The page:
The opinion of the court was delivered by: BYERS
This petitioner, a native of Melbourne, Australia, has resided in this country since 1918, and is a Chief Engineer in the employ of United Fruit Company; he married a native born citizen in 1933 and since then has lived in this city. Since 1934 he has been attached to the steamship Musa of the United Fruit Company, as to which legal title is vested in Balboa Shipping Company, a Panamanian corporation every share of stock of which is owned by United Fruit Corporation; all of the officers and directors of the former corporation are citizens of the United States, and they are officers, directors and stockholders of said United Fruit Corporation. In view of her titular ownership, the Musa flies the flag of the Republic of Panama and is registered as a vessel of that country.
Objection to the granting of the petition is based upon Title 8 U.S.C. § 384, 8 U.S.C.A. § 384, reading as follows:
"§ 384. Aliens serving on vessels of foreign registry. Service by aliens upon vessels other than of American registry, whether continuous or broken, shall not be considered as residence for naturalization purposes within the jurisdiction of the United States, and such aliens can not secure residence for naturalization purposes during service upon vessels of foreign registry; except that this section shall not apply in the case of service on American-owned vessels by an alien who has been lawfully admitted to the United States for permanent residence."
This alien has been lawfully admitted for permanent residence, and the question is, whether the Musa is an American-owned vessel within the exception above quoted.
It is obvious that the exception, which was added by Chapter 203 of the Laws of 1932, 47 Stat. 165, would have been completely unnecessary with reference to any but American-owned vessels of foreign registry. Therefore to give effect to the intention of Congress, it is necessary to conclude that foreign registry, however contrived, was not to constitute a barrier to naturalization, provided that ownership of the vessel be in fact American; that is, in an individual or corporate national of the United States of America.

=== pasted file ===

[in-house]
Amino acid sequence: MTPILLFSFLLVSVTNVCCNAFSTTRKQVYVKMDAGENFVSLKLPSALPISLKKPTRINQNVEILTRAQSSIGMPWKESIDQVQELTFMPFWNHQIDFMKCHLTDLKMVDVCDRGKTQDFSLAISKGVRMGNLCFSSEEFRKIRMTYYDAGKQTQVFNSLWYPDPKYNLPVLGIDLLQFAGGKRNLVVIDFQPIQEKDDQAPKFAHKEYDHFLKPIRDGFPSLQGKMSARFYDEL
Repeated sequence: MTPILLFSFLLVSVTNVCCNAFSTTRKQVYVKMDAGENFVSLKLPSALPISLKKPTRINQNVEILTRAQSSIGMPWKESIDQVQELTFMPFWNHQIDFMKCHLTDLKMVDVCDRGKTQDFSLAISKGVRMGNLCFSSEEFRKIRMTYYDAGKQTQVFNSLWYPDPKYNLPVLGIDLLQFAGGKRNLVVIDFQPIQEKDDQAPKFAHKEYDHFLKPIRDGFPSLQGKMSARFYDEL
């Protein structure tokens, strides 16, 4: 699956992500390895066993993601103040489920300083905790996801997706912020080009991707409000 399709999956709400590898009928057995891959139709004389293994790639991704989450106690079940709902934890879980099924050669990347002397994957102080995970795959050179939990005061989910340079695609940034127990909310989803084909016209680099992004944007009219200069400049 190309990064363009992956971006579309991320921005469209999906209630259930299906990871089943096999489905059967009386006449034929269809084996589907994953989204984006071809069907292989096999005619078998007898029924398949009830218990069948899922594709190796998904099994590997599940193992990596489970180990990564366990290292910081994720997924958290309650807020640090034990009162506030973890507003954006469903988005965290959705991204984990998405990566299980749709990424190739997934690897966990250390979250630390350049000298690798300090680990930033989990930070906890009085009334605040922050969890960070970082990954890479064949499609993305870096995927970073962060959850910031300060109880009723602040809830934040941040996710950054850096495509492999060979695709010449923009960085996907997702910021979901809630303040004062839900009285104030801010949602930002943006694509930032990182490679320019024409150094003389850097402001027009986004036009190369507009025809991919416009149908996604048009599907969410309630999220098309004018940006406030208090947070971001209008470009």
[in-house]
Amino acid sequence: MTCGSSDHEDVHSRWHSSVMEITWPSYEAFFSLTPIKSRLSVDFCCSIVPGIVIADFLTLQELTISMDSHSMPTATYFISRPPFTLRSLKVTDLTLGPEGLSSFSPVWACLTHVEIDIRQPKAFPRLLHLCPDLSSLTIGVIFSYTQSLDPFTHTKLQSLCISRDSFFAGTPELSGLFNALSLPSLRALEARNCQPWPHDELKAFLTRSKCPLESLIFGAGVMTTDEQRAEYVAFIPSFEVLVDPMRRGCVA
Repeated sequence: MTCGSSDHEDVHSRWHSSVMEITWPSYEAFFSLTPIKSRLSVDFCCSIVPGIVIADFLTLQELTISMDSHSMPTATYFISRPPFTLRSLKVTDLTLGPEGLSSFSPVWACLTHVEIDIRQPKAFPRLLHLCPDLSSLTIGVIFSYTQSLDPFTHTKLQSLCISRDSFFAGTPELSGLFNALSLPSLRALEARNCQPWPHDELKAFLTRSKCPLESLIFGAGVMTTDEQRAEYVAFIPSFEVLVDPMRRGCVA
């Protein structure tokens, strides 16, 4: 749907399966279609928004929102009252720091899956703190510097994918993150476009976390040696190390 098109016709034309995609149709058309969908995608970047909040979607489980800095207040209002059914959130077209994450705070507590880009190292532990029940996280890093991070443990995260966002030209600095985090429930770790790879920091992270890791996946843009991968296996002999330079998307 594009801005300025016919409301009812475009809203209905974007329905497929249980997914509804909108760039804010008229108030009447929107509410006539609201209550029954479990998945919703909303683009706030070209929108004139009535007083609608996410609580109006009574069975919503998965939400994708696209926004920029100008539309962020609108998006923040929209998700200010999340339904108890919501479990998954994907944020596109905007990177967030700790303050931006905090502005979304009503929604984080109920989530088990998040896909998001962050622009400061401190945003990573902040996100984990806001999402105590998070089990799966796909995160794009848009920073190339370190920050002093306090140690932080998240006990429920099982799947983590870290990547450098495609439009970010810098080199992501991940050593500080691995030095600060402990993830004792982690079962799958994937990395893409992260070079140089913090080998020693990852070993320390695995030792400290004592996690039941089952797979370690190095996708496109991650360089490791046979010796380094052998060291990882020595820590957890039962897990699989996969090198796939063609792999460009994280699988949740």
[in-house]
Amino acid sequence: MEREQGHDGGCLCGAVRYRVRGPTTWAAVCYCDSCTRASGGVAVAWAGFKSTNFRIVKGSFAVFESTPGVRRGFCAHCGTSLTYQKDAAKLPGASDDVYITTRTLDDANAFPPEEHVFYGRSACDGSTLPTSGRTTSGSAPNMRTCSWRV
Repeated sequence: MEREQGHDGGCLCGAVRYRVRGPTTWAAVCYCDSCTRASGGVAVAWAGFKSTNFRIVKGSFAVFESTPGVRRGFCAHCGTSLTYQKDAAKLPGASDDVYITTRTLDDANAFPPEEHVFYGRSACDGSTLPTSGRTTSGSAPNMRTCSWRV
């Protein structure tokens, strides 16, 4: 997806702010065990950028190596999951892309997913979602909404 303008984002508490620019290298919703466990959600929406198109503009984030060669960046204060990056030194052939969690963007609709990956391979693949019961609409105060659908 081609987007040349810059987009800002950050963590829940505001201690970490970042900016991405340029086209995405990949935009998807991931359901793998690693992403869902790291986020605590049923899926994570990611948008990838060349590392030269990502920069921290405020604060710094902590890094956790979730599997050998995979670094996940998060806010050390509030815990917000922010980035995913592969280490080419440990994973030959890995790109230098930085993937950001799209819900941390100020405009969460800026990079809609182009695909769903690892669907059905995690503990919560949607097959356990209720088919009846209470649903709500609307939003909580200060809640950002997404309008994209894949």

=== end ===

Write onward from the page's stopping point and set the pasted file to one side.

The language is appropriate to accomplish that purpose; it is not restricted by reference to bare legal title, but embraces the broader concept of ownership.
Such indeed is the showing made for this applicant.Ownership of the Musa pertains to United Fruit Corporation, through an instrumentality probably created to effectuate registration in Panama. While there is no proof on the subject, it is a fair inference that Balboa Shipping Company, Inc., was created as a convenient corporate receptacle for the ownership on the part of United Fruit Company the nationality of which meets the statutory requirement.
The applicable statute invites such a construction, in view of the provisions of the Shipping Act, Title 46 U.S.C. § 672a, 46 U.S.C.A. § 672a:
"(a) Officers and pilots. From and after June 25, 1936 all licensed officers and pilots of vessels of the United States shall be citizens of the United States, native-born, or completely naturalized."
It would indeed be incongruous to say to this petitioner that he must cease to be an officer on the Musa and become something else for the required period, or else forfeit the chance to become, through naturalization, an officer of a vessel of the United States.
In the belief that the statute first above quoted embraces this petitioner within the terms of the exception, in that his service for the required time has been on "an American-owned vessel", namely, the Musa, which is in fact owned by the United Fruit Company, his petition will be granted and an order to that effect will be signed, and an exception is granted to the U.S. Department of Labor.
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